IDC Forecasts Artificial Intelligence PCs to Account for Nearly 60% of All PC Shipments by 2027

NEEDHAM, Mass. – A new forecast from International Data Corporation (IDC) shows shipments of artificial intelligence (AI) PCs – personal computers with specific system-on-a-chip (SoC) capabilities designed to run generative AI tasks locally – growing from nearly 50 million units in 2024 to more than 167 million in 2027. By the end of the forecast, IDC expects AI PCs will represent nearly 60% of all PC shipments worldwide.

“As we enter a new year, the hype around generative AI has reached a fever pitch, and the PC industry is running fast to capitalize on the expected benefits of bringing AI capabilities down from the cloud to the client,” said Tom Mainelli, group vice president, Devices and Consumer Research. “Promises around enhanced user productivity via faster performance, plus lower inferencing costs, and the benefit of on-device privacy and security, have driven strong IT decision-maker interest in AI PCs. In 2024, we’ll see AI PC shipments begin to ramp, and over the next few years, we expect the technology to move from niche to a majority.”

Until recently, running an AI task locally on a PC was done on the central processing unit (CPU), the graphics processing unit (GPU), or a combination of the two. However, this can have a negative impact on the PC’s performance and battery life because these chips are not optimized to run AI efficiently. PC silicon vendors have now introduced AI-specific silicon to their SoCs called neural processing units (NPUs) that run these tasks more efficiently.

To date, IDC has identified three types of NPU-enabled AI PCs*:

  • Hardware-enabled AI PCs include an NPU that offers <40 tera operations per second (TOPS) performance and typically enables specific AI features within apps to run locally. Qualcomm, Apple, AMD, and Intel are all shipping chips in this category today.
  • Next-generation AI PCs include an NPU with 40–60 TOPS performance and an AI-first operating system (OS) that enables persistent and pervasive AI capabilities in the OS and apps. Qualcomm, AMD, and Intel are all expected to launch future chips for this category, with delivery likely to begin in 2024. Microsoft is also expected to roll out major updates (and updated system specifications) to Windows 11 to take advantage of these high-TOPS NPUs.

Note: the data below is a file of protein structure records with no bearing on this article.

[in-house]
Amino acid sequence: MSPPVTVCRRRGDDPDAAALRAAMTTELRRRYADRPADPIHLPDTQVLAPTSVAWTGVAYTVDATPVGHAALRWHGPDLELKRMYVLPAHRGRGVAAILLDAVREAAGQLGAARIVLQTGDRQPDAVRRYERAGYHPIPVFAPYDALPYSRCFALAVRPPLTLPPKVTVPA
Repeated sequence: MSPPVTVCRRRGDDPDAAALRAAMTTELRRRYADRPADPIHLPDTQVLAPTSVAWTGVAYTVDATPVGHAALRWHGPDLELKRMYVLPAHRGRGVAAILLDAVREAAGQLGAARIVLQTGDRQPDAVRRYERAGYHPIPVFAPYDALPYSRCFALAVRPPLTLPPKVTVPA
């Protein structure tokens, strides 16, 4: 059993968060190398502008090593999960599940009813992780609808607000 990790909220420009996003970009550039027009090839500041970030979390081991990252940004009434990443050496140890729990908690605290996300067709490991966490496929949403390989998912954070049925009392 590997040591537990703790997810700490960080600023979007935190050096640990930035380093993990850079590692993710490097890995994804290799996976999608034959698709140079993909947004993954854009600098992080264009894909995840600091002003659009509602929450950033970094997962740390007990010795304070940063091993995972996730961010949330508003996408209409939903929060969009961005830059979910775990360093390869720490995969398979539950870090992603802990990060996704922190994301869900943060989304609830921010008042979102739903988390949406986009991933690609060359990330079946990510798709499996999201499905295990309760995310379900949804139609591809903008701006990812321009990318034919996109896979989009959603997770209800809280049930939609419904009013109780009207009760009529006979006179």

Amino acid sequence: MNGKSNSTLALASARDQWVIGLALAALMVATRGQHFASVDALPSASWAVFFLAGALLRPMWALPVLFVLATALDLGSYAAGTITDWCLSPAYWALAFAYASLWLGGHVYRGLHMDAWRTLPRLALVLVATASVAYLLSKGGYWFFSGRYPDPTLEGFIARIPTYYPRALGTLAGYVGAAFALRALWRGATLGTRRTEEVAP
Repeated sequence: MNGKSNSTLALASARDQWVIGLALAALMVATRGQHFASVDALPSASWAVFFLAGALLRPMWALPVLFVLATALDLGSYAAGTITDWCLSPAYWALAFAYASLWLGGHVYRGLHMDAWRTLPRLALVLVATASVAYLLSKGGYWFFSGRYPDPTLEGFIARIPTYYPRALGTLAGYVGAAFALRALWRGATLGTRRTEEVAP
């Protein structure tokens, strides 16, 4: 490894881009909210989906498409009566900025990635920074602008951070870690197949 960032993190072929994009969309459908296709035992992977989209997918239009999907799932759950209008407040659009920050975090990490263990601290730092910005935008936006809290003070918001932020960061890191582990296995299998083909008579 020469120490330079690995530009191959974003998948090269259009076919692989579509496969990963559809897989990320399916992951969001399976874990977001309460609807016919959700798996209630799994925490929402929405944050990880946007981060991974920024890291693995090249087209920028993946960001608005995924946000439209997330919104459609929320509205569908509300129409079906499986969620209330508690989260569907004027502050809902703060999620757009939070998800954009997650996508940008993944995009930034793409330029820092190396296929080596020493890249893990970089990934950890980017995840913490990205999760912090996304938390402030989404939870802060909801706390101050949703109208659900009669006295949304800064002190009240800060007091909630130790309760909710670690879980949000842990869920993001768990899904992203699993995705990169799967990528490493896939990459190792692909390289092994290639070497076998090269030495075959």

• Advanced AI PCs are PCs that offer >60 TOPS of NPU performance. While no silicon vendors have announced such products, IDC expects them to appear in the coming years. This IDC forecast does not include advanced AI PCs, but they will be incorporated into future updates.

While shipments of hardware-enabled AI PCs will ramp up quickly over the next two years, next-generation AI PCs are forecast to dominate the market by the end of the forecast. IDC believes shipments of Next-generation AI PCs will be double that of hardware-enabled AI PCs by 2027. Many of these AI PCs will be sold to commercial buyers, but consumers will have much to look forward to in the coming AI PC age, including potential improvements in PC gaming and digital content creation.

There are three primary technical reasons for bringing AI workloads from the cloud to the client: to enhance performance by eliminating the round trip that current AI workloads must make to the cloud and back over the network; to enhance privacy and security by keeping data on the device versus in motion; and to lower the cost by limiting the need to access costly cloud resources.

The report, Worldwide Artificial Intelligence PC Forecast, 2023–2027 (Doc #US51747324), presents IDC’s first forecast for the worldwide artificial intelligence PC market for 2023–2027. The report forecasts the market by three primary categories (non-NPU, <40 TOPS NPU, and 40–60 TOPS NPU) as well as by processor architecture (Arm-based SoCs shipped by Qualcomm and Apple and x86-based SoCs shipped AMD and Intel). The report also provides forecasts by product category (desktop and notebook) and segment group (commercial and consumer).

* Note: While some PCs and workstations with powerful GPUs have the capability to run AI workloads, IDC has excluded these non-NPU systems from the AI PC category for taxonomical clarity.

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